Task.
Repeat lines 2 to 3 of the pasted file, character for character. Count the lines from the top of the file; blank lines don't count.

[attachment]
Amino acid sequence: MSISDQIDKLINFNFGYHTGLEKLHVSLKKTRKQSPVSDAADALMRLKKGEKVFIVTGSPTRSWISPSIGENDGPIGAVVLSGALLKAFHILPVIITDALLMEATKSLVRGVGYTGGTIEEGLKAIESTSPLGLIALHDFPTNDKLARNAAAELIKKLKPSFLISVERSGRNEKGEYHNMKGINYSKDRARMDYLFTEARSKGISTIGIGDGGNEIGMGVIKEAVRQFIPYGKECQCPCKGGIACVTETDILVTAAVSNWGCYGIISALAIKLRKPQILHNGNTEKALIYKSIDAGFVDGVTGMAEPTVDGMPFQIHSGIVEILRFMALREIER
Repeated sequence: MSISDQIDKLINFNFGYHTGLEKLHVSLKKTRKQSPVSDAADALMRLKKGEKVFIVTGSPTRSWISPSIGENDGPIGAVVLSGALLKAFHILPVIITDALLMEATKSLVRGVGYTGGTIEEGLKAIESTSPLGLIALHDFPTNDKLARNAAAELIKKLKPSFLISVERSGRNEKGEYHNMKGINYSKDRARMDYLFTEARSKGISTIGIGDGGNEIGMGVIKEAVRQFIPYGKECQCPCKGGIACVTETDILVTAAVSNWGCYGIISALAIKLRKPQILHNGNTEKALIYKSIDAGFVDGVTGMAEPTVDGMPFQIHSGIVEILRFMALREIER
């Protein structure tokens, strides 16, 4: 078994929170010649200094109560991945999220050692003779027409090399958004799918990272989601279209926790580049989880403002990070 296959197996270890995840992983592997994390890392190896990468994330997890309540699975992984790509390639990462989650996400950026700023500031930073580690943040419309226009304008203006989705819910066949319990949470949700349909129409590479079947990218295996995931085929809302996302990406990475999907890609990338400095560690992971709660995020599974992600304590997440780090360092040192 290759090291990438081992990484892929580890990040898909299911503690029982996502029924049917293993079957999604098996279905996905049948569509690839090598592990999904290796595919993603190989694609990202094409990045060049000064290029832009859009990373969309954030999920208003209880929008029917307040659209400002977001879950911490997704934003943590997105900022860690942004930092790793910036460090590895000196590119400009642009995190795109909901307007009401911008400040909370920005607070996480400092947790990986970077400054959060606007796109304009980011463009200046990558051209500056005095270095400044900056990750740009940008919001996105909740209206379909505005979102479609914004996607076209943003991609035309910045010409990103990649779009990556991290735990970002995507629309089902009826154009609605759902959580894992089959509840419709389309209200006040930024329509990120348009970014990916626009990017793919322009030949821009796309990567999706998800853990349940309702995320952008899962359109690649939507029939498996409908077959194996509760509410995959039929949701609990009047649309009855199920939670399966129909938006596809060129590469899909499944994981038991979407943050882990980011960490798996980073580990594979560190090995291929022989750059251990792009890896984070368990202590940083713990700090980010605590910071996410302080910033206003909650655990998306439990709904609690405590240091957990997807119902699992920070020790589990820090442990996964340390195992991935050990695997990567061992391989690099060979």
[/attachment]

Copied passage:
Repeated sequence: MSISDQIDKLINFNFGYHTGLEKLHVSLKKTRKQSPVSDAADALMRLKKGEKVFIVTGSPTRSWISPSIGENDGPIGAVVLSGALLKAFHILPVIITDALLMEATKSLVRGVGYTGGTIEEGLKAIESTSPLGLIALHDFPTNDKLARNAAAELIKKLKPSFLISVERSGRNEKGEYHNMKGINYSKDRARMDYLFTEARSKGISTIGIGDGGNEIGMGVIKEAVRQFIPYGKECQCPCKGGIACVTETDILVTAAVSNWGCYGIISALAIKLRKPQILHNGNTEKALIYKSIDAGFVDGVTGMAEPTVDGMPFQIHSGIVEILRFMALREIER
């Protein structure tokens, strides 16, 4: 078994929170010649200094109560991945999220050692003779027409090399958004799918990272989601279209926790580049989880403002990070 296959197996270890995840992983592997994390890392190896990468994330997890309540699975992984790509390639990462989650996400950026700023500031930073580690943040419309226009304008203006989705819910066949319990949470949700349909129409590479079947990218295996995931085929809302996302990406990475999907890609990338400095560690992971709660995020599974992600304590997440780090360092040192 290759090291990438081992990484892929580890990040898909299911503690029982996502029924049917293993079957999604098996279905996905049948569509690839090598592990999904290796595919993603190989694609990202094409990045060049000064290029832009859009990373969309954030999920208003209880929008029917307040659209400002977001879950911490997704934003943590997105900022860690942004930092790793910036460090590895000196590119400009642009995190795109909901307007009401911008400040909370920005607070996480400092947790990986970077400054959060606007796109304009980011463009200046990558051209500056005095270095400044900056990750740009940008919001996105909740209206379909505005979102479609914004996607076209943003991609035309910045010409990103990649779009990556991290735990970002995507629309089902009826154009609605759902959580894992089959509840419709389309209200006040930024329509990120348009970014990916626009990017793919322009030949821009796309990567999706998800853990349940309702995320952008899962359109690649939507029939498996409908077959194996509760509410995959039929949701609990009047649309009855199920939670399966129909938006596809060129590469899909499944994981038991979407943050882990980011960490798996980073580990594979560190090995291929022989750059251990792009890896984070368990202590940083713990700090980010605590910071996410302080910033206003909650655990998306439990709904609690405590240091957990997807119902699992920070020790589990820090442990996964340390195992991935050990695997990567061992391989690099060979």